Former FTX CEO Sam Bankman-Fried (SBF) is facing a new slate of bank fraud charges this week, including the likes of conspiracy to operate an unlicensed money-transmitting business and conspiracy to commit bank fraud.
A newly-released indictment filed on Thursday likely confirms many outstanding suspicions that have existed in the crypto community over the past few months, and introduces a few new interesting pieces of detail as well.
Let’s take a look at the quick nuggets of information available to us from this 39-page document.
The Charges Against SBF Grow
The indictment, labeled a ‘superseding indictment,’ adds a total of four new charges from the Southern District of New York’s attorney’s office. The new indictment brings SBF’s total charges up to a dozen.
Much of what’s been chronicled in this saga to date has been reinforced, including the DoJ’s assessment around FTX’s co-mingling of funds with Alameda Research, details around SBF’s political donations, and more.
However, there’s also more fine details released around some of these elements that are worth reviewing.
FTX's platform, FTT, went down with the ship when FTX collapsed in November. | Source: FTT-USD on TradingView.com
The 39-page indictment is jam packed with pieces of interesting information. Here’s some of the bits that we found especially interesting and insightful that haven’t generally been included in the major talking points over recent months:
- Political Donations: It’s been widely known that SBF donated north of $40M to Democratically-leaning political action committees (PACs). In a previous interview with reporter Tiffany Fong, SBF stated that he donated a similar amount to Republican-leaning PACs, but kept those donations under wraps as “dark” donations to avoid public scrutiny. The updated indictment provides more detail and insight, outlining how SBF utilized an unknown individual – labeled “CC-1” in the docket – to facilitate many of those donations. The indictment added, however, that in “dozens of instances… [SBF]’s use of straw donors allowed him to evade contribution limits on individual donations to candidates to whom he had already donated.”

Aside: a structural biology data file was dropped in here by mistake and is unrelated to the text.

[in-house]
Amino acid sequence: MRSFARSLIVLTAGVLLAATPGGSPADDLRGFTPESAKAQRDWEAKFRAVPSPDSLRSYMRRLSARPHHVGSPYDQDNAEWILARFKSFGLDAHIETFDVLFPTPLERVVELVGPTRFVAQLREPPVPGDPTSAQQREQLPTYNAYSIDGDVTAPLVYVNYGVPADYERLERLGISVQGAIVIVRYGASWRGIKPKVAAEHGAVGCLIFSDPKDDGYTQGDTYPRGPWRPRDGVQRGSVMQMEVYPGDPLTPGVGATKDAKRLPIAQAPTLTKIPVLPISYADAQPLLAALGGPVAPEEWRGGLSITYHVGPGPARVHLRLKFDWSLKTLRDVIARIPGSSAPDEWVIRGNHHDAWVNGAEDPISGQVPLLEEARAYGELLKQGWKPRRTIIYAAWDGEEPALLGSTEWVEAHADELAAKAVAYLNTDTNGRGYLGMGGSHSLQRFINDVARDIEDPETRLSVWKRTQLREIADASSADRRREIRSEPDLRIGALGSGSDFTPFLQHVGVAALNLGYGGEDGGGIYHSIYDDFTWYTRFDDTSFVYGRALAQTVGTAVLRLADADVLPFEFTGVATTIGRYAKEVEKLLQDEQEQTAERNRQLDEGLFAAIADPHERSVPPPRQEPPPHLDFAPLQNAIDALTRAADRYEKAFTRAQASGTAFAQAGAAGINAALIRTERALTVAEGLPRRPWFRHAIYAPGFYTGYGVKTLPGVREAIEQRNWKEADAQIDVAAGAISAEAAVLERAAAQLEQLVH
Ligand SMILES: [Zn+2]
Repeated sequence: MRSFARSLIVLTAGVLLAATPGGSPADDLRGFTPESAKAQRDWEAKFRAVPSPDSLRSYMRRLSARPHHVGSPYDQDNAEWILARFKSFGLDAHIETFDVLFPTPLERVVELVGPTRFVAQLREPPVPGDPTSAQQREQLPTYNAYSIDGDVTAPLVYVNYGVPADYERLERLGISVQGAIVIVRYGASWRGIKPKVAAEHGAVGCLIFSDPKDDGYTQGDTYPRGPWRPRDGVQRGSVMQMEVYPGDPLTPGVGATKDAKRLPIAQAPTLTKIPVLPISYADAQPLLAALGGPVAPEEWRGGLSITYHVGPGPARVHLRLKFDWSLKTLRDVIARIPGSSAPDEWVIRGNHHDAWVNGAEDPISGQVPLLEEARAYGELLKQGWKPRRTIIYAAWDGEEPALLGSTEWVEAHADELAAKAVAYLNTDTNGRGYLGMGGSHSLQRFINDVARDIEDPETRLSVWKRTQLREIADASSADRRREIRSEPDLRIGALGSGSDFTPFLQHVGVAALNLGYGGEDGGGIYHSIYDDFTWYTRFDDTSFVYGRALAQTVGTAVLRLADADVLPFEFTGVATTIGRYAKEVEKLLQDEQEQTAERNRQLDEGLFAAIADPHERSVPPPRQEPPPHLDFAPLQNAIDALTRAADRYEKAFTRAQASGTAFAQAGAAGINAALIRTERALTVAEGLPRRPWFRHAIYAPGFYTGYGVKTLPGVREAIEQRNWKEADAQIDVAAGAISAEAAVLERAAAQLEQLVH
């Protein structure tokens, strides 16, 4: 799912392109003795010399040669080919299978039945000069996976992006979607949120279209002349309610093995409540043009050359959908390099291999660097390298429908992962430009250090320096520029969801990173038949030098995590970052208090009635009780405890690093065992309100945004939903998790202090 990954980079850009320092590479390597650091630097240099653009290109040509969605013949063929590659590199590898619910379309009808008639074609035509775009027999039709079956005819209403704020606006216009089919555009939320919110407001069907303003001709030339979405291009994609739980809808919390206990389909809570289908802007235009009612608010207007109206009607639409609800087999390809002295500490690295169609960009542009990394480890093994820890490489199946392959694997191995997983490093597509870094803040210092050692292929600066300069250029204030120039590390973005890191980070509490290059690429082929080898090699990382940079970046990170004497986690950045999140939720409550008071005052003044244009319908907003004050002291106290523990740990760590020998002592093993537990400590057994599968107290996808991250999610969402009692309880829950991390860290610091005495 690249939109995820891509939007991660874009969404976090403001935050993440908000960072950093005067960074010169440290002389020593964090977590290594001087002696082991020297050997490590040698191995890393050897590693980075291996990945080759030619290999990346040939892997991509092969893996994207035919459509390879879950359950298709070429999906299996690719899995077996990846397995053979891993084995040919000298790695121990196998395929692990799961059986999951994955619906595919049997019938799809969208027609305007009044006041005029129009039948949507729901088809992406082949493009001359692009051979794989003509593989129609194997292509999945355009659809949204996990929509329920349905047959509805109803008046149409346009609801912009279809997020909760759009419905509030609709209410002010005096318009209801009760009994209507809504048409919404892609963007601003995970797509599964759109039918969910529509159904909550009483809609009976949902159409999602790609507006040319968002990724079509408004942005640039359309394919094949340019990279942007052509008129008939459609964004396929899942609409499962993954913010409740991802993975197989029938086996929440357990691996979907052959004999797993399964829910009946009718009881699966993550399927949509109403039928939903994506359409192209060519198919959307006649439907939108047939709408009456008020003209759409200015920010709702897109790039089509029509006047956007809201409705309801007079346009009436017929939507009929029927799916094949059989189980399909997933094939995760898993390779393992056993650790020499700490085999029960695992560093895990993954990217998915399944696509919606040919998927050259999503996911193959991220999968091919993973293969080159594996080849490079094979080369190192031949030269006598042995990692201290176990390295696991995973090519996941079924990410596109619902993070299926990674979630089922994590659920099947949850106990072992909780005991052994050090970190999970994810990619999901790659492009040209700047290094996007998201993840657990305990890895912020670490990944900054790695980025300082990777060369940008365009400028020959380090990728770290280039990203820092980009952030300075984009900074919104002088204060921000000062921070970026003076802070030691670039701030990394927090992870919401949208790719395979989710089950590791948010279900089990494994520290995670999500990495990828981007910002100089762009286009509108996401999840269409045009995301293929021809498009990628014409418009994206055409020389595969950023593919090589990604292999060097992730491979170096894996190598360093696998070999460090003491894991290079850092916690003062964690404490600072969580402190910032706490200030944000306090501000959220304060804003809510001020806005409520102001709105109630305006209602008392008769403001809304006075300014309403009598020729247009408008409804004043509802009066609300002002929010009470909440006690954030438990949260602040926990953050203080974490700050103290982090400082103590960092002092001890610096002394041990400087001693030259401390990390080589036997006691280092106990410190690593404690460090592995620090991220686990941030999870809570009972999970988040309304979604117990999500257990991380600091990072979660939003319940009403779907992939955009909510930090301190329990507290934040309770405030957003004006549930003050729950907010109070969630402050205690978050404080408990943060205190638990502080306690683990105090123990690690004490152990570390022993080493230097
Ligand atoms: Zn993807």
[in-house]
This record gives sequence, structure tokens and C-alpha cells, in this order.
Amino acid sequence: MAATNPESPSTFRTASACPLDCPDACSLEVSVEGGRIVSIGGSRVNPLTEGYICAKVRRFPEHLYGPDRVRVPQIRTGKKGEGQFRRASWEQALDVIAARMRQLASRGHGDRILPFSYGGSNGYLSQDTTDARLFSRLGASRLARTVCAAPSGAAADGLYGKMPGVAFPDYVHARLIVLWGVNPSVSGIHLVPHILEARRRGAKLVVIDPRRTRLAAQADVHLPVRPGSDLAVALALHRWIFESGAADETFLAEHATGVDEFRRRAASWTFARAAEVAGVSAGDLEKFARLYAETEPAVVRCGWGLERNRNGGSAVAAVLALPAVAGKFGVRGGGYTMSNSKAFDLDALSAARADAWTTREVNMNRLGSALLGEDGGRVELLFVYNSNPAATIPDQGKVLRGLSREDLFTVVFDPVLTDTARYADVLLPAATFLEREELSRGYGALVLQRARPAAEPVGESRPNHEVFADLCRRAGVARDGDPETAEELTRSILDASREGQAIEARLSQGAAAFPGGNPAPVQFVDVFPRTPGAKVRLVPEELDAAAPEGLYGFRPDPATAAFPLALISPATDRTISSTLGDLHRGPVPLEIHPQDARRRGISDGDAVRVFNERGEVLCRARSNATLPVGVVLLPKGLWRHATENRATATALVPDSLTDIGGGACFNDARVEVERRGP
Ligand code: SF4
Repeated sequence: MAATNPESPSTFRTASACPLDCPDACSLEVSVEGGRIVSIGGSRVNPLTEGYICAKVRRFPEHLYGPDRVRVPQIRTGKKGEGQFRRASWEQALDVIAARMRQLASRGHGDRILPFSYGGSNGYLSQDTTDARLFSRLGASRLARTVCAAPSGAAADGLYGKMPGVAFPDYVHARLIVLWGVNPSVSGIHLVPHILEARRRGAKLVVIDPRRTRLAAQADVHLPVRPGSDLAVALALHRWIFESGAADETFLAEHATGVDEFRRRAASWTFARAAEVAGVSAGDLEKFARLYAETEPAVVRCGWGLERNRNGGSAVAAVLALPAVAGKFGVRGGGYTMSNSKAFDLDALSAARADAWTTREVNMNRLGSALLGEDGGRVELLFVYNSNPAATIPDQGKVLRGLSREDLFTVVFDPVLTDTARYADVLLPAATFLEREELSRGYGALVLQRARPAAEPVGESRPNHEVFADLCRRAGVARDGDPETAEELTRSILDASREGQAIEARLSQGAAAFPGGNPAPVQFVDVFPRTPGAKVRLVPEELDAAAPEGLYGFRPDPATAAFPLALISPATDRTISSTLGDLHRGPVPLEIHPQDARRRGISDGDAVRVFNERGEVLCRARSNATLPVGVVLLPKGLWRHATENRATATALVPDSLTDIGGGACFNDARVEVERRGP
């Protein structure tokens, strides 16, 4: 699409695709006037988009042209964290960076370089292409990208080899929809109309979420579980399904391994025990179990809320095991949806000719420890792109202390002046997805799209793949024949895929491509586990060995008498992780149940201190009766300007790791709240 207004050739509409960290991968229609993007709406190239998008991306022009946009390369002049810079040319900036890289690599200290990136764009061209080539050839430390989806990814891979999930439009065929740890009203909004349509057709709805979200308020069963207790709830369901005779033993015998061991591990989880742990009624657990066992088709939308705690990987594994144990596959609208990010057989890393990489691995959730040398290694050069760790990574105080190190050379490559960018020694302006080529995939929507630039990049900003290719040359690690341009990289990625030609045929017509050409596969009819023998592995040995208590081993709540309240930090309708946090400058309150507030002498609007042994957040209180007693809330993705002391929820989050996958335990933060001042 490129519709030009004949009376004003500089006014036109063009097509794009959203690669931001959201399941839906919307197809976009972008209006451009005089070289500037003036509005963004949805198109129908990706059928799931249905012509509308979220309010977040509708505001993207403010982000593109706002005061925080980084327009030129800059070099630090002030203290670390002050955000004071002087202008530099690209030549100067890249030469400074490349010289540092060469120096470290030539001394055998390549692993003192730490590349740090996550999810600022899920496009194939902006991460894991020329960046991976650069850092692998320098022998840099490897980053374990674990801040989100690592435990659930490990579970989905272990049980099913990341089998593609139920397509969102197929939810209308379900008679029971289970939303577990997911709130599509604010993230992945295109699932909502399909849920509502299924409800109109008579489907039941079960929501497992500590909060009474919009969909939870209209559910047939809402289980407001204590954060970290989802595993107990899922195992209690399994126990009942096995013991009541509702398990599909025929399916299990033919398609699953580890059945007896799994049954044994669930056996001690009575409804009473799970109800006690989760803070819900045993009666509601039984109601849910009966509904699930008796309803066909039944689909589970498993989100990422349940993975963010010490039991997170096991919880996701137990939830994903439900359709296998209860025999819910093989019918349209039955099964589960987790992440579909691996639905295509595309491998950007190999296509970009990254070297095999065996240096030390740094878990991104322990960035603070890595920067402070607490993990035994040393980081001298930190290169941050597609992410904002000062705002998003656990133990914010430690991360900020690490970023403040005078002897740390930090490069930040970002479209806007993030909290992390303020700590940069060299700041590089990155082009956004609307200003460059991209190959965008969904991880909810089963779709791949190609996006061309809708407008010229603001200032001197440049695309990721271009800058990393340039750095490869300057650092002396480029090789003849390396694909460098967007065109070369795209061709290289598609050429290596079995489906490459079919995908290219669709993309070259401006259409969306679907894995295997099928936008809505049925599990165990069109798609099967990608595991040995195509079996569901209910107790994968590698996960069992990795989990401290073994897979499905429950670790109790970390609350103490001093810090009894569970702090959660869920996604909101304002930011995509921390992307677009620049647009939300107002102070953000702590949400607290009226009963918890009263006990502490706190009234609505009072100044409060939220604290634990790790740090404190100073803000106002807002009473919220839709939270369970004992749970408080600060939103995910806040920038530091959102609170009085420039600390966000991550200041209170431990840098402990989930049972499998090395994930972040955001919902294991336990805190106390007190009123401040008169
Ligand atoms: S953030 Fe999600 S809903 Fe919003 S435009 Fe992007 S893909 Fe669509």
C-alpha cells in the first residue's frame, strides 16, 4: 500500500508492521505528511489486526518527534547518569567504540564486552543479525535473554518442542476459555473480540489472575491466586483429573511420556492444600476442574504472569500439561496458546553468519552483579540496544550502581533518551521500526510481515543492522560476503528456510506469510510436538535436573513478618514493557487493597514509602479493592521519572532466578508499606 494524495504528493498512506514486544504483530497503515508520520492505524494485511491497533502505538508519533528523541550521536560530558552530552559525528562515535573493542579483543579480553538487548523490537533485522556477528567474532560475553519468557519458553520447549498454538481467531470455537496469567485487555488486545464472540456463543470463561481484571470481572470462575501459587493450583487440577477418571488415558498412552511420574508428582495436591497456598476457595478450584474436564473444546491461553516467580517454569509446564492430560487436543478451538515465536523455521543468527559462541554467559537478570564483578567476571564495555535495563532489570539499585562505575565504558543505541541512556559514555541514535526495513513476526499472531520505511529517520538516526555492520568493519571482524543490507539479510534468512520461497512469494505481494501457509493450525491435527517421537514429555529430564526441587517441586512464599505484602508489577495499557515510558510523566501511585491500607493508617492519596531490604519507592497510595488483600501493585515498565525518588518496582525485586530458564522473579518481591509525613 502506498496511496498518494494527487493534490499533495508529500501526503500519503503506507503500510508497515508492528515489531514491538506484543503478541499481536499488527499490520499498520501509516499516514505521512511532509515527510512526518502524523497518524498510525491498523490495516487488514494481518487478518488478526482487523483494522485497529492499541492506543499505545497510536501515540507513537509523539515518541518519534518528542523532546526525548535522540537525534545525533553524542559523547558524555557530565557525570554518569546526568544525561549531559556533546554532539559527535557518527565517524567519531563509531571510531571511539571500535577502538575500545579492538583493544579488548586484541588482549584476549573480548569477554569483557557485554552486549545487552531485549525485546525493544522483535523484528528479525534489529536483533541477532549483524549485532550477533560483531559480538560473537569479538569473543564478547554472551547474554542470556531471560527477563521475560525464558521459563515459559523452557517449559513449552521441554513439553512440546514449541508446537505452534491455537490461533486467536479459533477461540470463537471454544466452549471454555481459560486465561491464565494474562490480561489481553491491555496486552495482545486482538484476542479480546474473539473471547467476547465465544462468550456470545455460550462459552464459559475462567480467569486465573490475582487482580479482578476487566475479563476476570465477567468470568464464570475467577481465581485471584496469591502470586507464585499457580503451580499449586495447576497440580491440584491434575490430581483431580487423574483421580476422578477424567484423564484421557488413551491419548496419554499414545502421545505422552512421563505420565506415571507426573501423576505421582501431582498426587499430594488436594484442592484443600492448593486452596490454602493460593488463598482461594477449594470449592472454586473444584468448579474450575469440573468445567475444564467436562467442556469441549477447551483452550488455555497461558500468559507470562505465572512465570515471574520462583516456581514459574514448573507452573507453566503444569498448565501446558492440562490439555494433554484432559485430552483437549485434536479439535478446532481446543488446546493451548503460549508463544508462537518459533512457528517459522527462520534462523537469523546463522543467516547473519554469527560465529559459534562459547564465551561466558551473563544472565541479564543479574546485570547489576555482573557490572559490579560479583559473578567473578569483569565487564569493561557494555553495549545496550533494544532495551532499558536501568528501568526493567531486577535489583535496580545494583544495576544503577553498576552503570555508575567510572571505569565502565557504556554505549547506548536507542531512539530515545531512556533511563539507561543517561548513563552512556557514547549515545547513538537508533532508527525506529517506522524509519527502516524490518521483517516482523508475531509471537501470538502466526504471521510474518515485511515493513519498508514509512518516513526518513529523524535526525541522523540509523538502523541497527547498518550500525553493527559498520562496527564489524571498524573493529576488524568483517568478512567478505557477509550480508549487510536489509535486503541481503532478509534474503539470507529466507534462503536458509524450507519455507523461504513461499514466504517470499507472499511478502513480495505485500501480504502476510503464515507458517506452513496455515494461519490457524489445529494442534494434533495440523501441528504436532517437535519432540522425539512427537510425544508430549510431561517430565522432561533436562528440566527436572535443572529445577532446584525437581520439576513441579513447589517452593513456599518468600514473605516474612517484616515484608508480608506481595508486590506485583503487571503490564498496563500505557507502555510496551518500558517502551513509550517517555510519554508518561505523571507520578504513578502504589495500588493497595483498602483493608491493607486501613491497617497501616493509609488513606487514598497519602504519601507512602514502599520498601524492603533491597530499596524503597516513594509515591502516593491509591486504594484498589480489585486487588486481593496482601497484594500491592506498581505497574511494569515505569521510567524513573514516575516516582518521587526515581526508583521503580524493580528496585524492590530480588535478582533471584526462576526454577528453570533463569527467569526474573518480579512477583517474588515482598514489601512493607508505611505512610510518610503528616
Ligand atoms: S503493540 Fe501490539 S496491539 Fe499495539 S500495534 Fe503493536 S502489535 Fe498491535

- FTX was “not a legitimate business”: Early in the document, the court proclaims that SBF’s FTX was “not focused on investor or client protection, nor was it the legitimate business that [SBF] claimed it was.”
- Your tweets may be used against you: In a court of law, your tweet can be used against you. In the indictment, a tweet from SBF co-conspirator Caroline Ellison referencing financials stated that “… the balance sheet is for a subset of our corporate entities, we have > $10b of assets that aren’t reflected there.” The indictment notates that the tweet was misleading and alludes to a misappropriation of funds.
- BTC & ETH referenced as securities: Interestingly, page 20 of the document states that SBF “caused significant negative price impact on the value of commodities in interstate commerce in the United States, including bitcoin and ether spot and future prices.”